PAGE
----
Effective October 15, 2010 at 6 p.m. eastern time (5 p.m. central time), NOAA will reopen 6,879 square miles (17,816 sq km) of area it had previously closed to commercial and recreational fishing in the Gulf of Mexico in response to the BP/Deepwater Horizon oil spill.
The area closed to all fishing now measures 16,481 sq mi (42,686 sq km) and covers about 7% of the Gulf of Mexico exclusive economic zone. All commercial and recreational fishing including catch and release is prohibited in this closed area. Transit through the closed area is allowed. The next federal re-opening priority is a 7,037-square mile area located about 80 nautical miles south of the Florida panhandle.
The re-opened area was originally closed because oil was present in the area; however, no oil or sheen has been documented in the area since July 13. Trajectory models show the area is at a low risk for future exposure to oil. NOAA analyzed 126 finfish samples for sensory analysis and 121 finfish samples in 30 composites for chemical analysis, including commercially and recreationally important species, such as swordfish, tuna, and mahi mahi. Sensory testing showed no detectable oil or dispersant odors or flavors in the samples, and the results of chemical analysis were well below levels of concern for oil.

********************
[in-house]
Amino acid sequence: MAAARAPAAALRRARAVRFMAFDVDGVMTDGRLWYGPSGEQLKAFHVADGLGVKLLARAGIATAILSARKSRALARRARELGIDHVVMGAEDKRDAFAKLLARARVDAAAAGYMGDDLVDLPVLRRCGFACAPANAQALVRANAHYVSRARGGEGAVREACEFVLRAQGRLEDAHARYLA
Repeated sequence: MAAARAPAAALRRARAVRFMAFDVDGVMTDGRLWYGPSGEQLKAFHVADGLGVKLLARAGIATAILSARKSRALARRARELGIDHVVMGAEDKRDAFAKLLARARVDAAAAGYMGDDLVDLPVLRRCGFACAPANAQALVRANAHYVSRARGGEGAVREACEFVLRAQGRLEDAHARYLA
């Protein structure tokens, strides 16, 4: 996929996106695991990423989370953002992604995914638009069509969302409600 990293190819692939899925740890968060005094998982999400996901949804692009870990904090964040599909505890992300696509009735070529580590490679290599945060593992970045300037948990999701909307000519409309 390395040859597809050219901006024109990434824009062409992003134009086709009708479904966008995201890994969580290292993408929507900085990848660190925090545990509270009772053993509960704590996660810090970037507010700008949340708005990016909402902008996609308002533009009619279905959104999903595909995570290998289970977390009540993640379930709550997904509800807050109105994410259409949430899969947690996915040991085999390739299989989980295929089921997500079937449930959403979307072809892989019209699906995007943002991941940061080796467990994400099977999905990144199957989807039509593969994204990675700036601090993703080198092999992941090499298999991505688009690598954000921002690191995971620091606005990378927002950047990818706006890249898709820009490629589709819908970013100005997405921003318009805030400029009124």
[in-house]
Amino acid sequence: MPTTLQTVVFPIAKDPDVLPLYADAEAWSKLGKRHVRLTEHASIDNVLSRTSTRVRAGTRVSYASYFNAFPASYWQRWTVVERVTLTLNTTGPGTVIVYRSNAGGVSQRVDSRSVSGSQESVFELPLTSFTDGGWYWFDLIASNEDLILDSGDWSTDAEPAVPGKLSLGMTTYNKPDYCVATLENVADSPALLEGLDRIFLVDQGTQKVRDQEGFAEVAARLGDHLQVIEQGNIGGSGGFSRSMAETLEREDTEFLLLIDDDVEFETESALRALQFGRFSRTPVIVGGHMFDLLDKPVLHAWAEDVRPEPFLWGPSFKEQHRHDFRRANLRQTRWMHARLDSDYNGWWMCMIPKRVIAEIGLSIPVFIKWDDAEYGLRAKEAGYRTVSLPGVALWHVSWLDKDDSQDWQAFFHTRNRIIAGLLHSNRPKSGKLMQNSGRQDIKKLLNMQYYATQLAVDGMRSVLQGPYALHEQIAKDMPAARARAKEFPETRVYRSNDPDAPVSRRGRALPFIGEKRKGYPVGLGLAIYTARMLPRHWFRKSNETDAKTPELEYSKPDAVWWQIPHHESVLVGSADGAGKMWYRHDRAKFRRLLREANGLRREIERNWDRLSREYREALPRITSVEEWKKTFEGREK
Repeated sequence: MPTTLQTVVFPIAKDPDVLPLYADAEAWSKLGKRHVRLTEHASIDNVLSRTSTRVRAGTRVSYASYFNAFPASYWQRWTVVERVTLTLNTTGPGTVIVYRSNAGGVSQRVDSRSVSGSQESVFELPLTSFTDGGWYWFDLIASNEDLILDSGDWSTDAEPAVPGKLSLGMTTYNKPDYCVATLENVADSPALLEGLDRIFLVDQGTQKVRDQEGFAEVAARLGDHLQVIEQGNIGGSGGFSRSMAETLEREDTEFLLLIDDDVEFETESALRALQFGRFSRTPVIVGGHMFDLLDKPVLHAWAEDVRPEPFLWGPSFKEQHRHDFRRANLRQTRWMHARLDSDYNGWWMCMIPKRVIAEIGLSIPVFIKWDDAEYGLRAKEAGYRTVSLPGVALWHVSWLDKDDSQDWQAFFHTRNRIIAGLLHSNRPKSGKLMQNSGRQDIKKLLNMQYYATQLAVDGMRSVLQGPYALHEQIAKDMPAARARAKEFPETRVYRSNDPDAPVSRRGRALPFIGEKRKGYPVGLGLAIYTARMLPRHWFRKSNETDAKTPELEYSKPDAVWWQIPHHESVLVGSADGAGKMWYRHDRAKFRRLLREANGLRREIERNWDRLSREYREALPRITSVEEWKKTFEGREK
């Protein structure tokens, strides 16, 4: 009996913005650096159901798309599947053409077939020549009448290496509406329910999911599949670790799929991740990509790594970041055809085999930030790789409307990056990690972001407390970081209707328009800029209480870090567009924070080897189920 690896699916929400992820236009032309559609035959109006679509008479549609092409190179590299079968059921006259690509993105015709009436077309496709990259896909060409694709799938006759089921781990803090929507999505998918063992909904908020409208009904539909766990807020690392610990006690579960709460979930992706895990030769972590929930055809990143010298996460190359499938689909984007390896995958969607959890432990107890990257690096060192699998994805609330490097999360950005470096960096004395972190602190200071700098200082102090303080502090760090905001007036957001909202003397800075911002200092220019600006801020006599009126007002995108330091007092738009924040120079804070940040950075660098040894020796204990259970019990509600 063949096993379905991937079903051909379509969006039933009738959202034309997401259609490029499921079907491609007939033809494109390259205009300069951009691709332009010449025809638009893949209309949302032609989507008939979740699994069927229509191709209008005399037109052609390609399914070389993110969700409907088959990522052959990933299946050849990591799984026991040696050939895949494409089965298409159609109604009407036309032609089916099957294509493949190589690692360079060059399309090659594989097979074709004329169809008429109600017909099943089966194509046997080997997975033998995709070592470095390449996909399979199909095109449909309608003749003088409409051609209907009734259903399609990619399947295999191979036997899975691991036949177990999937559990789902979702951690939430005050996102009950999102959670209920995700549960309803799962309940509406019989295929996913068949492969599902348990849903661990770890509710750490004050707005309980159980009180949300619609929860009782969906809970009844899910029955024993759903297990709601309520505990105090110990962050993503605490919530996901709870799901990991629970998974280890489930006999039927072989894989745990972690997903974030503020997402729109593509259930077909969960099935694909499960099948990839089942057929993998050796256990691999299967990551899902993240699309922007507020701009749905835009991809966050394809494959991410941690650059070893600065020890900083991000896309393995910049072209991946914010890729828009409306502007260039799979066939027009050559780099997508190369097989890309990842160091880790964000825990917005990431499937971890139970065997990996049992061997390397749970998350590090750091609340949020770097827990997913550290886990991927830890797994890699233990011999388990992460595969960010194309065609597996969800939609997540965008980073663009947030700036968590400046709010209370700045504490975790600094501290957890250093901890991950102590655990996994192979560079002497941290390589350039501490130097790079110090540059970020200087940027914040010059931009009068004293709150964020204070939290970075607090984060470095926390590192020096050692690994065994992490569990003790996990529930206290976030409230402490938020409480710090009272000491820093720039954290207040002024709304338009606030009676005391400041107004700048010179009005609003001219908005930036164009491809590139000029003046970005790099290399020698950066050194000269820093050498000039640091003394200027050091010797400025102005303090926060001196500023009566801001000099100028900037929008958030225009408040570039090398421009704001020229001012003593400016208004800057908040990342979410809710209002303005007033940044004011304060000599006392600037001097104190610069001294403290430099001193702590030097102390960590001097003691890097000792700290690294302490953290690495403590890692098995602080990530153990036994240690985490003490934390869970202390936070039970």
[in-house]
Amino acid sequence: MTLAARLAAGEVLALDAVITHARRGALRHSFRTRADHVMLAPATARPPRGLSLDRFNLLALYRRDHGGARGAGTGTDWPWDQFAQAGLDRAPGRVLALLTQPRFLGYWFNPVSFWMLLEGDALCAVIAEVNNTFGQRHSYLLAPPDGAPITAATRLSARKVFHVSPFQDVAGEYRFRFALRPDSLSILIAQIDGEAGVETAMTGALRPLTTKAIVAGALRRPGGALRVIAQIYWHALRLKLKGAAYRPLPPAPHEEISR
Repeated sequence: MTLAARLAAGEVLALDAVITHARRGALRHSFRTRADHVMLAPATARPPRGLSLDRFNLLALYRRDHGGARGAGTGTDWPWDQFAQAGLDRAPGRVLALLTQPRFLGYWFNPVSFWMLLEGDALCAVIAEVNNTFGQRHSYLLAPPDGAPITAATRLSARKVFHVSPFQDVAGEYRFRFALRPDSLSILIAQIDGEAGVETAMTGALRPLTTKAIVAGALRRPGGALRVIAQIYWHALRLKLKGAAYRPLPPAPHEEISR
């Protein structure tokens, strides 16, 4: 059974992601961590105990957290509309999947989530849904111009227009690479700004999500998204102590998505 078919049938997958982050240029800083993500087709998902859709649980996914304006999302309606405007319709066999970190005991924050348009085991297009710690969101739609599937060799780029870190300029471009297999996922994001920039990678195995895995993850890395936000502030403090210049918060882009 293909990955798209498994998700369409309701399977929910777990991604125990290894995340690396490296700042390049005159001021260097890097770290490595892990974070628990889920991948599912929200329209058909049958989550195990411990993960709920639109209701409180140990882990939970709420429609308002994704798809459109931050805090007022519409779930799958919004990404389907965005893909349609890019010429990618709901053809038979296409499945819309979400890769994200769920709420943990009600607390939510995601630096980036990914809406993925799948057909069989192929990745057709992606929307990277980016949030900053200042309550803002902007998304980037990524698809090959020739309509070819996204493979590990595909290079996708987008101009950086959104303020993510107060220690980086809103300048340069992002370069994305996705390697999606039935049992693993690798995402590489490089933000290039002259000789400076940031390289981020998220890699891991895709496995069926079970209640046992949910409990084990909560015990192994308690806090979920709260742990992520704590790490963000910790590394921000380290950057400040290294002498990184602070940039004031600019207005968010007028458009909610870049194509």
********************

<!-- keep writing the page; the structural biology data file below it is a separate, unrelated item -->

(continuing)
NOAA continues to work closely with the FDA and the states to ensure seafood safety, by closing fishing areas where tainted seafood could potentially be caught, and assessing whether seafood is tainted or contaminated to levels that pose a risk to human health. NOAA and FDA are working together to sample seafood from inside and outside the closure area, as well as dockside- and market-based sampling.
Modeling and mapping the actual and projected spill area is not an exact science. NOAA Fisheries Service strongly advises fishermen not to fish in areas where oil or oil sheens (very thin layers of floating oil) are present, even if those areas are not currently closed to fishing.
If state waters are closed to fishing due to the oil spill, all vessels must comply with that closure. If state waters are not closed to fishing due to the oil spill, federally permitted vessels may fish in those waters while abiding by all other applicable regulations.
Permit holders are reminded to maintain their federal vessel permits by submitting timely reporting requirements and renewal applications, even if the vessel is not currently engaged in fishing activities.